INTERNAUT

Instant messaging apps foster collaboration over cell phones'free

Shawn P. McCarthy

Suddenly, instant messaging (IM) isn't just for text anymore.

In recent months, the little chat application windows that many users prefer for fast online communication have evolved into full-blown collaboration environments. Instead of only sending quick text messages, you can share a whiteboard for sketches, trade photos, transfer files, do joint Web browsing, and send audio and video. IM applications are also making their way into wireless applications for consulting with anyone, anywhere, at any time.

Online collaborative tools have been around for years, but their migration to the ubiquitous, free instant messaging environment has suddenly made them widely available. This boosts the value of collaborative IM, because now there are lots more people to collaborate with. The migration into the wireless world is a true phenomenon that is going to change the way we think of cellular phones and pagers.

Government network managers tend to frown on IM tools because of their potential drain on productivity. Anyone running a free chat window from America Online Inc. or Yahoo.com has been regarded as the high-tech equivalent of a slacker who hangs out at the water cooler.

Holodecks are next

But IM is on its way to becoming an essential communicator'think 'Star Trek''for anyone who needs instant consultation with other employees or outside experts.

Managers should reconsider the value enhanced IM tools could bring to desktop and handheld devices, especially when employees work in multiple buildings, states or even countries.

The most likely users are government call centers, help desks, military organizations and agencies that have many employees in the field. Information 'push' technologies for news or agency announcements will make IM a necessary tool for the well-connected.

The collaboration capability is primitive compared with that of full-blown collaboration software. But the tools are free, or nearly so, and they can reach people who don't want costly proprietary solutions.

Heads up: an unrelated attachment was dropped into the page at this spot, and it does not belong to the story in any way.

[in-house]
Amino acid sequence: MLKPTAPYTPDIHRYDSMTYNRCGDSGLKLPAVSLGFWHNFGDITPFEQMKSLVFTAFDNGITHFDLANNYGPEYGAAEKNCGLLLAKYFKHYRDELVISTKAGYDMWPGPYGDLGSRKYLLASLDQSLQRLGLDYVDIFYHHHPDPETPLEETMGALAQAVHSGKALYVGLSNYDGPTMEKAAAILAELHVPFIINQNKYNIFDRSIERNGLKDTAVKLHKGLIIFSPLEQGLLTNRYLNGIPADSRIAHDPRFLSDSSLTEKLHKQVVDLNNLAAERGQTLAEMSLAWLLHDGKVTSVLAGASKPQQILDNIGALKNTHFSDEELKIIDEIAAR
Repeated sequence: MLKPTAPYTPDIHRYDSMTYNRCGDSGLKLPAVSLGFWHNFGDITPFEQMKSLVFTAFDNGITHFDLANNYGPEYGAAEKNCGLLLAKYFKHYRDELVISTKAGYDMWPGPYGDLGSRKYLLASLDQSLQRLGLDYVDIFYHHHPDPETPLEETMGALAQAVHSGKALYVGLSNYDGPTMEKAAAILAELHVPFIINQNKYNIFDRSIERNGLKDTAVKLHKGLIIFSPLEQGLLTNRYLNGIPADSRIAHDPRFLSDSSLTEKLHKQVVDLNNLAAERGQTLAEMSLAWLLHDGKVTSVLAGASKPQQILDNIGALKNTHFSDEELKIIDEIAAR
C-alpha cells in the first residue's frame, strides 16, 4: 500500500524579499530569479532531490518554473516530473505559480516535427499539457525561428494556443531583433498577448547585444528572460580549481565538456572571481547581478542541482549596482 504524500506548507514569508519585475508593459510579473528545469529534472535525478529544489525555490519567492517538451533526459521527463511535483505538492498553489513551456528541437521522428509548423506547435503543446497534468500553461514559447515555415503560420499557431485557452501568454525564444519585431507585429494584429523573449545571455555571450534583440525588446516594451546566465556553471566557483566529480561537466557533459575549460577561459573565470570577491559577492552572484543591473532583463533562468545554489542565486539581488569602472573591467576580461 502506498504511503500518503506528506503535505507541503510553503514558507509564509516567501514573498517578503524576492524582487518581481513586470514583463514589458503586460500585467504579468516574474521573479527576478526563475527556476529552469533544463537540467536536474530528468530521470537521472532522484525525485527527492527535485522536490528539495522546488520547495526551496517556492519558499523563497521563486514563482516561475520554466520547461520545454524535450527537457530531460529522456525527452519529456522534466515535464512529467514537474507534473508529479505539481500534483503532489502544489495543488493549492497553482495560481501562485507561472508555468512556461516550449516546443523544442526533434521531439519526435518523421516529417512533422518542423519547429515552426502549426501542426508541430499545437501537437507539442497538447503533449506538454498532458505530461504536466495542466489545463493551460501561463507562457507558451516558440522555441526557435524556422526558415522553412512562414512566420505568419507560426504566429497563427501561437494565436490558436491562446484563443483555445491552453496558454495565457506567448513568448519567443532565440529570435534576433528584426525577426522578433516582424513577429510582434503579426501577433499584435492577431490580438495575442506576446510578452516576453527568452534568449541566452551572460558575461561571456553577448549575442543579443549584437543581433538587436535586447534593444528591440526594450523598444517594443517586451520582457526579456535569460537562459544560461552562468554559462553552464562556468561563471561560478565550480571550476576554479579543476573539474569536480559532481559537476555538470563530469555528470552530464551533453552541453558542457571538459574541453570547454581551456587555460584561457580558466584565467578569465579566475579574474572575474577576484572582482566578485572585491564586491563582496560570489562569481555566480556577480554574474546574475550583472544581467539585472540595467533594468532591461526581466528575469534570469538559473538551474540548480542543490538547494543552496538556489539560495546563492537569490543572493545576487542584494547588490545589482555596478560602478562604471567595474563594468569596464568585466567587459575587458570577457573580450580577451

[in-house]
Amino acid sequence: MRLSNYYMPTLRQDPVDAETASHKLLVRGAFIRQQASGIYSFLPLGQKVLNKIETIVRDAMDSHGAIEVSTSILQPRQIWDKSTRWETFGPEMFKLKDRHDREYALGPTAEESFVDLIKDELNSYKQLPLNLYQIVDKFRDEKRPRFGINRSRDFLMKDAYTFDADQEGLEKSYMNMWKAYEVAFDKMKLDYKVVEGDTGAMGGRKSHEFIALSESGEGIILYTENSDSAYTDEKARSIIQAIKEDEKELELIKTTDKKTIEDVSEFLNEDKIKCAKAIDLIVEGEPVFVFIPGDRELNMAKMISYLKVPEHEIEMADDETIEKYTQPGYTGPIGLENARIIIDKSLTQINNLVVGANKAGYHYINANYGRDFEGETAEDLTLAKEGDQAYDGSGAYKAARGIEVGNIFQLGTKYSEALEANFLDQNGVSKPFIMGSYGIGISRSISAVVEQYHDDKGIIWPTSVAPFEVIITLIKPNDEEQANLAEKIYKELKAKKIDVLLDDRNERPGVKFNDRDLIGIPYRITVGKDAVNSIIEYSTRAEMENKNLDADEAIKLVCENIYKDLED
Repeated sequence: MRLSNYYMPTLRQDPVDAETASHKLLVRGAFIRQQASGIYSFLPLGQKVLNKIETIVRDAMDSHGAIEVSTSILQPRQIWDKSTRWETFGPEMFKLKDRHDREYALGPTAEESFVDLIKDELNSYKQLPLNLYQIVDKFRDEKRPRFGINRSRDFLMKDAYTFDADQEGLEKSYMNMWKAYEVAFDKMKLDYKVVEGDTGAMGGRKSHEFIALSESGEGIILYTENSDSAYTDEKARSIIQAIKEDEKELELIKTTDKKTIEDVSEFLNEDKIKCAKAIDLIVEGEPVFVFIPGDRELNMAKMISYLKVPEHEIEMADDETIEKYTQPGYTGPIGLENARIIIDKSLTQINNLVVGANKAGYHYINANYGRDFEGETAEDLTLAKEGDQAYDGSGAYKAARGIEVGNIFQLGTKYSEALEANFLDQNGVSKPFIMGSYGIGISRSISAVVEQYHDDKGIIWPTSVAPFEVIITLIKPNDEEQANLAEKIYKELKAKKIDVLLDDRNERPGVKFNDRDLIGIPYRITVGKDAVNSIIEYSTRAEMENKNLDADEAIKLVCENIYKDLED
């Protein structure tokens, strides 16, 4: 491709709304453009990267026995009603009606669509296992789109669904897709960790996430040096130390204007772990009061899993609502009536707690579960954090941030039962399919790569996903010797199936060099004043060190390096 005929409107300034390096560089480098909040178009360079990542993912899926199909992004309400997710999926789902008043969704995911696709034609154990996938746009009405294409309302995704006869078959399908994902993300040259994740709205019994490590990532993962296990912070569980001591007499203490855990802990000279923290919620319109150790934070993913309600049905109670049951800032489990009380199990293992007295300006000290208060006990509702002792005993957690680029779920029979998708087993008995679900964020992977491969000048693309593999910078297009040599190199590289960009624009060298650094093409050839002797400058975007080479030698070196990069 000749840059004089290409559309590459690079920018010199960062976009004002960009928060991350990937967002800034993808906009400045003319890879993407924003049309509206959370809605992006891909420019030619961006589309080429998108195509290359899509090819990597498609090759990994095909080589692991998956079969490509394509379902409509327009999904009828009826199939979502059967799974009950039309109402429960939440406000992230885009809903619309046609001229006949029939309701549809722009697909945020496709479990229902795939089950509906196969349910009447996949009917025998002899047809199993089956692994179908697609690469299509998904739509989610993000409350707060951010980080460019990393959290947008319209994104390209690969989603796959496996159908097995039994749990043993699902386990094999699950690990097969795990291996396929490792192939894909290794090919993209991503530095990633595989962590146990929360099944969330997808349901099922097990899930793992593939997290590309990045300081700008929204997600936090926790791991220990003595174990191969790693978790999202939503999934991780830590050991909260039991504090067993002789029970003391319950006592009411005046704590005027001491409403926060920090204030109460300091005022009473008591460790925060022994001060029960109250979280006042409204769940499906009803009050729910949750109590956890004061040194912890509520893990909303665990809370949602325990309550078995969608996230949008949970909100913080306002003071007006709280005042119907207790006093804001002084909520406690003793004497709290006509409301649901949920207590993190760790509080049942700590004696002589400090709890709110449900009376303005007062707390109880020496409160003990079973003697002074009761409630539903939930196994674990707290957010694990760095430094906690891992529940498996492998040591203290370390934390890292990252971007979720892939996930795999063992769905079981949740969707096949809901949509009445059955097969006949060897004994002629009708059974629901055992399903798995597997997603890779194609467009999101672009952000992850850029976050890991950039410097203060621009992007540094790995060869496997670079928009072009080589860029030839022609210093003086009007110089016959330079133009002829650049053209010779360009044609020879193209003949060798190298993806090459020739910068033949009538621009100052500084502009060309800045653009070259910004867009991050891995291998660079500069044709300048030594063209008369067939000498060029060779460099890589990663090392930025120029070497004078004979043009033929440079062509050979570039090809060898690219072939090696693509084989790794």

Here are the key players:

•'PowWow from Tribal Voice was one of the first messaging applications to branch out into the collaborative space, but it never took off as a mainstream application. Six months ago, Tribal Voice was acquired by Internet venture powerhouse CMGI of Andover, Mass. With that muscle behind it, PowWow is now building a sizable user community. It's compatible with Microsoft Messenger and Yahoo Messenger, which extends access to a large user base. PowWow is my favorite IM tool because of its whiteboard and point-to-multipoint broadcast features.

•'AOL Instant Messenger, or AIM, and the AOL ICQ system are the granddaddies of this software category. IM has been available within AOL for several years, and some outsiders have downloaded the free software. AIM is good for one-to-one chats but not very powerful for group collaboration.The software is downloadable from www.aim.com or www.messenger.lycos.com.

Some groups have complained to the Federal Communications Commission that AIM is a monopoly because it's not open and interoperable, and because AOL controls the standard and can raise fees for software and services. The FreeIM Organization is fighting for third-party interoperability with AIM. It argues that other companies already use AOL's published protocols and should be allowed to continue doing so. Visit freeim.org.

Who's on first?

• lingering question is whether AIM or the more open Instant Messaging and Presence Protocol will become the dominant long-term IM standard.

• Yahoo Messenger isn't a collaborative environment, but it's becoming more and more popular as a community tool for users of Yahoo.com message boards. Download it from messenger.yahoo.com.

•'Microsoft MSN Messenger Service is most useful for those who already participate in other Microsoft Network services such as HotMail and MSN communities. It's not in the running as a universal collaborative environment. For that, look into some of the collaboration tools built into Microsoft Office 2000. Download Messenger from messenger.msn.com/default.asp.

•'CUseeMe Networks Inc. of Nashua, N.H., formerly White Pine Software, started its IM application from a shared desktop video environment developed at Cornell University. The free version from www.cuseemeworld.com has limited functionality. CUseeMe works best in a controlled environment where everyone uses it. Details are available at www.cuseeme.com.

•'Odigo Inc. of White Plains, N.Y., recently released a version of its IM software that's compatible with AIM and ICQ. It will be compatible with other IM services later this year. One good Odigo feature lets you see other users who are hanging out at a specific Web page. It's useful for meeting communities of people but not a powerful business application. Download it from www.odigo.com.

IM players that charge for their software include WiredRed Software Inc. of San Diego, with e/pop, available at www.wiredred.com; Lotus Development Corp.'s Sametime, at www.lotus.com/sametime; and SoftBase Systems Inc. of Asheville, N.C., with NetLert, at www.netlert.com. These tools generally support 200 to 300 users and are good for communicating sensitive information without worries about bringing external parties into the message routing.

Shawn P. McCarthy designs products for a Web search engine provider. E-mail him at smccarthy@lycos.com.

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